Led by engineers Colin Chapman and Frank Costin, Vanwall pioneered the use of disc brakes in Formula One. With Tony Vandervell’s health failing, Vanwall entered only a few races in 1959 and 1960. The new VW59 and VW11 designs proved unsuccessful against the new mid-engined Coopers and Vanwall abandoned racing after one final attempt in the 1961 Intercontinental Formula.

Ciprian Florea
Ciprian Florea
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Ciprian's passion for everything with four wheels (and more) started back when he was just a little boy, and the Lamborghini Countach was still the coolest car poster you could hang on your wall. Ciprian's career as a journalist began long before earning a Bachelor's degree, but it was only after graduating that his love for cars became a profession.  Read full bio
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Vanwall Group, the successor to the legendary British Vanwall motor racing team of the 1950s, has announced the renaissance of the historic name with plans to build six new continuation cars to celebrate Vanwall’s six Formula One wins in 1958. Vanwall had already become the first British-built car to win the British Grand Prix with a British driver, with Sir Stirling Moss and Tony Brooks sharing the honours in 1957. The six victories in 1958 gave Vanwall its eternal position as the first winner of the Formula One World Constructors Trophy, and to this day, Vanwall remains the first of only two Formula One teams ever to have recorded a maximum points score in a championship season. The 19th October 1958 was the day Vanwall clinched the memorable championship win in Morocco.

Only five of the continuation cars will be offered for private sale, with the sixth car forming the core of a Vanwall Historic Racing Team. Each vehicle will be painstakingly built over thousands of hours by historic racing and vehicle restoration experts, Hall and Hall in Lincolnshire, England. The faithful continuation cars will feature the powerful 270bhp 2,489cc Vanwall engine, all meticulously engineered using original drawings and blueprints from the 1950s. Each hand-built continuation car will be sold for £1.65 million ex VAT.

In its day, Vanwall was a byword in the paddock for innovative engineering, with the Colin Chapman-designed chassis complementing the aerodynamics by Frank Costin. They pioneered, for example, the use of disc brakes rather than drum brakes in Formula One thus giving a small competitive advantage over the Ferraris. Roll the clock forwards 62 years, Vanwall Group has already commenced investigations to understand how the historic Vanwall brand DNA could translate into a vehicle for the 2020s, with studies ongoing into future road and race car programmes.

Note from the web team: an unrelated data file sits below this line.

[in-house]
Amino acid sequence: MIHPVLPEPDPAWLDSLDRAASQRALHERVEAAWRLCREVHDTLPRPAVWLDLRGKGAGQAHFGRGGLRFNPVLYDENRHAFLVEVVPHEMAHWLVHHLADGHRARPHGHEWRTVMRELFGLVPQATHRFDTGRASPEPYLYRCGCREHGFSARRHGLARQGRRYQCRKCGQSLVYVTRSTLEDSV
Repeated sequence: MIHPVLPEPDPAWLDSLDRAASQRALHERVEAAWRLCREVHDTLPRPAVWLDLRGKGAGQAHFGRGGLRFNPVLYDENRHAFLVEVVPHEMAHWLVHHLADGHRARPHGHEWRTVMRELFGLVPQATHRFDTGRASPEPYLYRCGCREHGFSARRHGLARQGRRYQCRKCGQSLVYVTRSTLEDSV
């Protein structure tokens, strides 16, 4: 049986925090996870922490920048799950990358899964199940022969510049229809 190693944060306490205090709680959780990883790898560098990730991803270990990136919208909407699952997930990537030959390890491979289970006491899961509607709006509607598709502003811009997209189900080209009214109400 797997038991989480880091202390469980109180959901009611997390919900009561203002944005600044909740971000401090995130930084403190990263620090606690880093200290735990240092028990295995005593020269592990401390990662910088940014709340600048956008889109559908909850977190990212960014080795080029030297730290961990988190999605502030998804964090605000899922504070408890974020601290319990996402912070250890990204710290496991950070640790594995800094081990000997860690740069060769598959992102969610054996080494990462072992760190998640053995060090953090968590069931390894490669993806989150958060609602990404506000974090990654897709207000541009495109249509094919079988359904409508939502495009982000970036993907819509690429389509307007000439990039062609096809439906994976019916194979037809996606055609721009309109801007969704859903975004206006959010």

Announcing the continuation cars, Managing Director of Vanwall Group, Iain Sanderson, said; “The Vanwall name is too important to consign to history. The Vanwall story is untold to many, but it is a great British tale of innovation and achievement and shows what happens when the right team come together and push themselves fearlessly to reach a clearly defined goal. On this anniversary, we think the time is right to celebrate this great British story of success. Faithfully recreating the iconic 1958 championship winning car with six 100% accurate and authentic continuation cars is a fitting tribute to their historic success. The DNA that made those cars so successful also serves as an inspiring foundation for the future of the Vanwall marque, which I look forward to sharing in due course.”

Sanderson is a former world champion offshore powerboat racer, as well as being an early pioneer in electric vehicles when he commissioned the Lightning GT electric supercar in 2008.

Andrew Garner, Chairman of Vanwall Group and a former Chairman of the Historic Grand Prix Cars Association, concluded, “I can still remember watching the Vanwalls at Aintree in ’57 when I was a boy and had the pleasure of sitting in one at Goodwood. I drove at all the major circuits in a Cooper T51 for many wonderful years but the Vanwall is the car I coveted. These cars will be fully race eligible and in the right hands will be unbeatable, repeating Tony Vandervell’s mission to beat the red cars!”